Additionally, your mindset should be in pursuit of truth as it relates to real
performance on a daily basis. This truth can only be found if the data is
related to performance in the position.

Business drivers—it is time to think strategically! Think in terms of the
direction that you want to take your business, and then the position-specific
metrics will move each position in that direction. Alignment can be found by
working backwards. Ask yourself how each position fits into your business
strategy or contributes to the financial performance. Then determine the
individual performance metrics that best align to the position and allow you to
track your progress toward achieving your business goals. Referring again to our
car salesperson example, a strong business driver might be “number of cars
sold.” If it does not drive bottom-line profit, it should not be a cornerstone
of your performance data.

Evaluating your individual performance data in terms of variability, being
job-related, and being a business driver is a major strategic step in the
process of transforming your workforce from an expense to a profit center,
thereby directly improving the productivity of your people in driving your

Summary: Finding Ideal Performance Data for a Position

Now that we have explored the Catalog stage, you have learned how to:
• Classify performance data according to what is available, useful, and
• Collect the data from individual performers in a specific position.
• Choose the performance data that reflects variability, job-relatedness, and a
relationship to your business objectives.

At this point, you should have performance data selected and collected for each
targeted position so that you can turn that knowledge into the building blocks
for a position-specific template.


As previously stated, the goal of this white paper is to help you identify your
strongest employee performance data, then transform that data into a repeatable
process that will maximize productivity. In the last section we classified,
collected, and selected the strongest measures of employee performance. Now we
examine the Transform phase of the process in which your performance data is
matched to the actual job behaviors strongly related to success in the position.
By determining which traits are most important to good performance, we can then
build a position template that organizes those traits, and then translate that
position template into desired behaviors specific to the job. The Transform
phase brings you closer to the ideal workforce that drives profitability for the

Learning Objectives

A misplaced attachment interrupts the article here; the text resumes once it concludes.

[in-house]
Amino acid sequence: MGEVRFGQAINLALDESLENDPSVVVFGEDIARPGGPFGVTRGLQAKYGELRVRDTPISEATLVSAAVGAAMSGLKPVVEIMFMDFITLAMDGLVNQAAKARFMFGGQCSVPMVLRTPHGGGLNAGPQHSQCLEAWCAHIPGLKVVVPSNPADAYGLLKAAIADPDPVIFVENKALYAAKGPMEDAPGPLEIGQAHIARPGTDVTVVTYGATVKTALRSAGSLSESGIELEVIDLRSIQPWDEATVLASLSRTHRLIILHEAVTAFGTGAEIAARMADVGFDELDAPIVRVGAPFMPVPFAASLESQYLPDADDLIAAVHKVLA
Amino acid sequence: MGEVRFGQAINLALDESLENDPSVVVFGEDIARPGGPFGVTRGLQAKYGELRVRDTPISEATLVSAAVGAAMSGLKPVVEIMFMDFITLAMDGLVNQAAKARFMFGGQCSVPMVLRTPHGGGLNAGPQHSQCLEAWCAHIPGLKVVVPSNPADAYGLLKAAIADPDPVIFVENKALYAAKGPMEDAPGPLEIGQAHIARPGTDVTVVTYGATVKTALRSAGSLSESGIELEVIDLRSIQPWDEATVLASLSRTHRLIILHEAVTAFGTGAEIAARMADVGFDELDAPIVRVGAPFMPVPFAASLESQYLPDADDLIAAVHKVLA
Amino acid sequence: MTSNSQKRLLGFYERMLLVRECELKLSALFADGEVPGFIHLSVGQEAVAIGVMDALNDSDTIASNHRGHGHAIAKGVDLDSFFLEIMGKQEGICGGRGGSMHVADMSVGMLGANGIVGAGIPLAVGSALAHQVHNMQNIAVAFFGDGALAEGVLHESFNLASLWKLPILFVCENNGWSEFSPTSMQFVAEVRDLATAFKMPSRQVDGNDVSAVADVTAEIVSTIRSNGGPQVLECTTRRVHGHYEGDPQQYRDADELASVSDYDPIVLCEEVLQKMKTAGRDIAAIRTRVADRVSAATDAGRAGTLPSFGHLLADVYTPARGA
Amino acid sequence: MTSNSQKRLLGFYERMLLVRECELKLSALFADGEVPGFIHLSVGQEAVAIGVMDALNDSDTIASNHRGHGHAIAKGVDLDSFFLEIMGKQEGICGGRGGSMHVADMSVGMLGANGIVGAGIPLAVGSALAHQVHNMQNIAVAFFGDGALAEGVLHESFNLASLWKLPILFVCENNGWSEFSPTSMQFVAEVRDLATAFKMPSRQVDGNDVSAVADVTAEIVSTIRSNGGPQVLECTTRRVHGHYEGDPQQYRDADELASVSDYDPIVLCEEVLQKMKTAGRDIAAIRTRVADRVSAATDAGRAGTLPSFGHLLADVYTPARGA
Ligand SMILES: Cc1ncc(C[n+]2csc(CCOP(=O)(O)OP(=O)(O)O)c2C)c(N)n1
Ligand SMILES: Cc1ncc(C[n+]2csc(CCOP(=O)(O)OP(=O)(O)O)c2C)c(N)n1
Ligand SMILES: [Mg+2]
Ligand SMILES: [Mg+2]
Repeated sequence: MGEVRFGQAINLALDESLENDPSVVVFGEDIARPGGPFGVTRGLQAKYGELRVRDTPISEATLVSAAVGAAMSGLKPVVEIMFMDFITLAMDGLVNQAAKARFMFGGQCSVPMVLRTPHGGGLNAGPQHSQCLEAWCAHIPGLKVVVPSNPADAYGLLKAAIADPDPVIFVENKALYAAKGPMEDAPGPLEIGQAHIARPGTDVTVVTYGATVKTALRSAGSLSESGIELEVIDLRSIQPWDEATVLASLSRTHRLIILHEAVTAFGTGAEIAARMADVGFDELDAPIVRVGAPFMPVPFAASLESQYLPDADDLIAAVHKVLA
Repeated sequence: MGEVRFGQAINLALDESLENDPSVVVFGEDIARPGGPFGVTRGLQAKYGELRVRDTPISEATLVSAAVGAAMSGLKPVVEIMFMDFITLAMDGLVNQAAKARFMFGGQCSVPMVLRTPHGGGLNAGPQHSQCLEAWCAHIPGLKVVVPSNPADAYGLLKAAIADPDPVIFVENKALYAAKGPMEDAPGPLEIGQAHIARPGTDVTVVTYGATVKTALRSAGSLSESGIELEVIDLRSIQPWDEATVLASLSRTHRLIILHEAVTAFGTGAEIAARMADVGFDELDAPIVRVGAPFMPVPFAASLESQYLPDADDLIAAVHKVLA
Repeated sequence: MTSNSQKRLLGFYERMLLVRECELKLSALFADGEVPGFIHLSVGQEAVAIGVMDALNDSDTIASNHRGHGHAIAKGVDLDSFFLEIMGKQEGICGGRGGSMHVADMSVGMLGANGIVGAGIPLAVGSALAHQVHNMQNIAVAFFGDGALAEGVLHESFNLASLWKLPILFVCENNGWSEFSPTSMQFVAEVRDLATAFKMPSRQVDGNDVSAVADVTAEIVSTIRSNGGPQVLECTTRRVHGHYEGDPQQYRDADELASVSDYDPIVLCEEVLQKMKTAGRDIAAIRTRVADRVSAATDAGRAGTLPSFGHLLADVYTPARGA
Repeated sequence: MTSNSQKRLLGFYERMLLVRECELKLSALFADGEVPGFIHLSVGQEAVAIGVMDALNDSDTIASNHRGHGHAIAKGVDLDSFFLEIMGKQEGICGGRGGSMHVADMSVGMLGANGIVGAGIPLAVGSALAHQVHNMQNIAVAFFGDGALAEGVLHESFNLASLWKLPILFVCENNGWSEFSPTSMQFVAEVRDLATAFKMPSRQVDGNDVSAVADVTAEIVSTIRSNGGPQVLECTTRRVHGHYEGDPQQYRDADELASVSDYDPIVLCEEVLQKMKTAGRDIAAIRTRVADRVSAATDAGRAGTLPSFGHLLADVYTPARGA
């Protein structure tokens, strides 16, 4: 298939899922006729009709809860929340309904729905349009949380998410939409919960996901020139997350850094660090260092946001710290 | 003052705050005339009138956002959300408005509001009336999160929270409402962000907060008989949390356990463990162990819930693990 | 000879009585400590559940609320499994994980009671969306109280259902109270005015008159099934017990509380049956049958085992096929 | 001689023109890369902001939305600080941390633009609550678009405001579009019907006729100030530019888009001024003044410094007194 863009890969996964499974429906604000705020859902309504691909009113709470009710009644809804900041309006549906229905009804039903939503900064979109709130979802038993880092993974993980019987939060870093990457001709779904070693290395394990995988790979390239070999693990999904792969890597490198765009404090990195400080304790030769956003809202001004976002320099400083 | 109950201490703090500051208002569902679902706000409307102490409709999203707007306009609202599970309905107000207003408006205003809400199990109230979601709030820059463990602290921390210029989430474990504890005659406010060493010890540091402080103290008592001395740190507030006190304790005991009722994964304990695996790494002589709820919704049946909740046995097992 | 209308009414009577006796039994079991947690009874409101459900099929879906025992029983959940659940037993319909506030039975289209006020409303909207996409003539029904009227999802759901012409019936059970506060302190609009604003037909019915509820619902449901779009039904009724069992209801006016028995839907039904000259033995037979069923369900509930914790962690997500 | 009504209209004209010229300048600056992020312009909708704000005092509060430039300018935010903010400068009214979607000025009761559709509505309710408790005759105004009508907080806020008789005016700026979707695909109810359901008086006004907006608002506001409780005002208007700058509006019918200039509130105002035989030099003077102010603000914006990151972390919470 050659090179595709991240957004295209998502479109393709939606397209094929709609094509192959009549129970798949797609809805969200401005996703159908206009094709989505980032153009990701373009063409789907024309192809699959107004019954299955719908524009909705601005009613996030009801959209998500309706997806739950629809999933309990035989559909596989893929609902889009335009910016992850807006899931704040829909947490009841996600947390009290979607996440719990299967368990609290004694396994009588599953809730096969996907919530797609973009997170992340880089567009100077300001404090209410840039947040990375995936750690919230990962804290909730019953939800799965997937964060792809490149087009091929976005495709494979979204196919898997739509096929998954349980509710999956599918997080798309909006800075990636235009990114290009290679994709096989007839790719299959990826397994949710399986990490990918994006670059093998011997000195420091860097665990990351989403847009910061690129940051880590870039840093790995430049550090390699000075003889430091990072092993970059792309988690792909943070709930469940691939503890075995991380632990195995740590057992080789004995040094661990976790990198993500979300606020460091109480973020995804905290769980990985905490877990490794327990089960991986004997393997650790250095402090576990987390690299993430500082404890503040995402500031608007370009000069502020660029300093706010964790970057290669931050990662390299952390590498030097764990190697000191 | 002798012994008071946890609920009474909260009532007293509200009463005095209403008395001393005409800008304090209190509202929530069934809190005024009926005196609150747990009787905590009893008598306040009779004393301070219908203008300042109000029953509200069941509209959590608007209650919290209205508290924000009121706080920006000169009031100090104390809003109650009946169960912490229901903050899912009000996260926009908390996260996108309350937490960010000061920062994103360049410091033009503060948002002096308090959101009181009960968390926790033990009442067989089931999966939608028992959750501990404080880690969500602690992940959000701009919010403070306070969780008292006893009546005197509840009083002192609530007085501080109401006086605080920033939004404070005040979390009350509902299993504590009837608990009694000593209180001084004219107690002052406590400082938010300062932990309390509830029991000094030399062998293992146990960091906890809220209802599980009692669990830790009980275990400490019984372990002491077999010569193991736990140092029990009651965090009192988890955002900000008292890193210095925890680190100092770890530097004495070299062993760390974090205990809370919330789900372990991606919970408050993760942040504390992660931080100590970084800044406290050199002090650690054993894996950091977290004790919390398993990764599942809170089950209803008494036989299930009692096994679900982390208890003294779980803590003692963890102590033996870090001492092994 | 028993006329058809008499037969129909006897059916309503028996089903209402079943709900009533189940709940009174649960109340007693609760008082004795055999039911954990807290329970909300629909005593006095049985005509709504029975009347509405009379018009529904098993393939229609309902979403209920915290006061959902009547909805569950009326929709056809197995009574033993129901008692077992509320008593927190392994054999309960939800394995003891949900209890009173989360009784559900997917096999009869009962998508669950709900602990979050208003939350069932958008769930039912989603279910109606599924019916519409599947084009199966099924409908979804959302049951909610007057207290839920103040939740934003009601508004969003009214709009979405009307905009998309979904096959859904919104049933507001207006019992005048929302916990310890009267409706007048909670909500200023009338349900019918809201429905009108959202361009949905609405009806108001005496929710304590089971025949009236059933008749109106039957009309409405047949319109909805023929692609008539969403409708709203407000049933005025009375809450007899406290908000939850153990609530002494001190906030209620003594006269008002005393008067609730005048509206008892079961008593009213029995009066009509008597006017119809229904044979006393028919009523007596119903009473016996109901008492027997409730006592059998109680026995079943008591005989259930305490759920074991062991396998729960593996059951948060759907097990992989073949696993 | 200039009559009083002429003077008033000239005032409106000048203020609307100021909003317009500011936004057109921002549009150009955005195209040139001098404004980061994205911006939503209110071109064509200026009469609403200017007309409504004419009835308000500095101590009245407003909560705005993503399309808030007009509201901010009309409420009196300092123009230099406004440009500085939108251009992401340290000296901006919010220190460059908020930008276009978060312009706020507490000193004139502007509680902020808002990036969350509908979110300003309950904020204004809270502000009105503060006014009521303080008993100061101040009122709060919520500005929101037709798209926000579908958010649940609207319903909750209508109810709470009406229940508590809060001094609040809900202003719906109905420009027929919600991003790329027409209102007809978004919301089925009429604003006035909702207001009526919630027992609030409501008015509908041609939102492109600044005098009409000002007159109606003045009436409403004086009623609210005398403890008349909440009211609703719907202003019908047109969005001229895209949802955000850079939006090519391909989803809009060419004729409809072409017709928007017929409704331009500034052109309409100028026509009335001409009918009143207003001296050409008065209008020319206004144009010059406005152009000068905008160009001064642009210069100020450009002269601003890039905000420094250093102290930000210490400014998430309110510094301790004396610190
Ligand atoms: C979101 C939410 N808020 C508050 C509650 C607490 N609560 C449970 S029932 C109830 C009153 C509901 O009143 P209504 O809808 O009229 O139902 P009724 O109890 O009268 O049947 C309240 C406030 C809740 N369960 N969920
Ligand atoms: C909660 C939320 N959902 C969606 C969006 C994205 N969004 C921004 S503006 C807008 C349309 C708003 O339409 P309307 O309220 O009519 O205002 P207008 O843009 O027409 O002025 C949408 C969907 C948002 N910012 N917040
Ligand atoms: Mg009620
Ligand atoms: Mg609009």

• Learn to recognize key traits that tell you how a person is successful in a
• Learn tips on how to create a job level position template that targets the
traits necessary for success.
• Learn to translate the traits within a position template into job-related
behaviors that reflects those who are producing more, and contrast their
behaviors with less productive individuals.


At this point in the Productivity Cycle, we have focused on the critical aspect
of cataloging performance data. Although the performance data indicates the
result of each person’s efforts, it does not tell you how they achieved their
results, nor will it tell you how internal or external candidates for the
position will perform on the job. Therefore, we need to spend time discussing
the first component of the Transform phase—identification of traits.

Behaviors, or traits, that drive performance are best determined by “letting the
data speak” as opposed to making “educated guesses.” A time-tested method of
identifying traits, skills, and other relevant pieces of job-related information
comes from the use of a job analysis. A job analysis collects clues as to what
is needed to properly execute a job.

There are many methods to analyze a job. One common method is to send out a job
questionnaire to experts in the role, asking them to document their opinion on
the important tasks or traits needed to be successful. Another method is to
manually observe and document the traits needed for success. However you package
it, the basic idea is to manually study and document aspects of the job. A job
analysis provides solid information about the minimum qualifications and skills
necessary for a role. But a typical job analysis will fall short when you want
to gather a deeper insight into the actual performers in a position. Said
another way, a job analysis will not provide you a vehicle to “get in the heads”